AS Chemistry Enthalpy Watch

Saywhatyoumean
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Just wondering if anyone could help me with the first question here?

I'm guessing it's something to do with how some reactions are endothermic and some are exothermic and so the energy produced in one is used to break the bonds from another?

Or something along those lines I just need a little clarifying, thanks in advanceeName:  ImageUploadedByStudent Room1392918550.730051.jpg
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Joan5626
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When the Enthalpy change(delta H) is negative the reaction is exothermic (i.e. more energy is released in forming new bonds than is absorbed when breaking old bonds) and when it is positive, the reaction is endothermic (i.e. more energy is absorbed in breaking old bonds than is released in forming new bonds).

Hope I helped in some way!
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Saywhatyoumean
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(Original post by Joan5626)
When the Enthalpy change(delta H) is negative the reaction is exothermic (i.e. more energy is released in forming new bonds than is absorbed when breaking old bonds) and when it is positive, the reaction is endothermic (i.e. more energy is absorbed in breaking old bonds than is released in forming new bonds).

Hope I helped in some way!
Yes thanks!


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username1366980
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In an exothermic reaction will the temperature of the surroundings will increase?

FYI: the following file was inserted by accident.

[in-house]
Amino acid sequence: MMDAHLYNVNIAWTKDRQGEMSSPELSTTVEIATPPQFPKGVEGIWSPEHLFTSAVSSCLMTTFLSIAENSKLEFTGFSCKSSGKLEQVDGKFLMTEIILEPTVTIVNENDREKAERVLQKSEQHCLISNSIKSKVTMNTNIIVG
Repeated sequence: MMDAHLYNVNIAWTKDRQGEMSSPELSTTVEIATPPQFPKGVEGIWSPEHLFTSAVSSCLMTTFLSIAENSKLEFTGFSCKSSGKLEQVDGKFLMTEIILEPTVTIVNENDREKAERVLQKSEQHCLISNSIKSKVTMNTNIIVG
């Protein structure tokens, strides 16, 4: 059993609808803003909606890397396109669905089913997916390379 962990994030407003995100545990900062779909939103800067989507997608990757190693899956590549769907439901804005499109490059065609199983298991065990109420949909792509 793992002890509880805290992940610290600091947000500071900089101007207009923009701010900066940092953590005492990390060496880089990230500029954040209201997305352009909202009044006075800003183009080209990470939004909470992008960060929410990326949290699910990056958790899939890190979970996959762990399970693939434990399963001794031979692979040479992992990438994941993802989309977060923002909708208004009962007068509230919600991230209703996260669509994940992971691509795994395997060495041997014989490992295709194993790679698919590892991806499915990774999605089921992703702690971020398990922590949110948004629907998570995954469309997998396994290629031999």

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Joan5626
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(Original post by Rayabelle)
In an exothermic reaction will the temperature of the surroundings will increase?
Yes and so it will get hotter. And in an endothermic reaction, the temperature will decrease, so it gets colder.
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DashStrike
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The enthalpy change indicates if energy is released by the forward reaction (exothermic, indicated by a negative value) or if energy is need in order for the forward reaction to take place (endothermic, indicated by a positive value). These values can be calculated by setting up a Hess equation: formation equation, combustion equation. Hess's law states that ''The enthalpy change accompanying a chemical change is independent of the route by which the chemical change occurs.''

This link explain very well the two types of reactions based on Hess's Law: http://www.chemguide.co.uk/physical/...tics/sums.html

Combustion looks at breaking bonds, formation at forming them.
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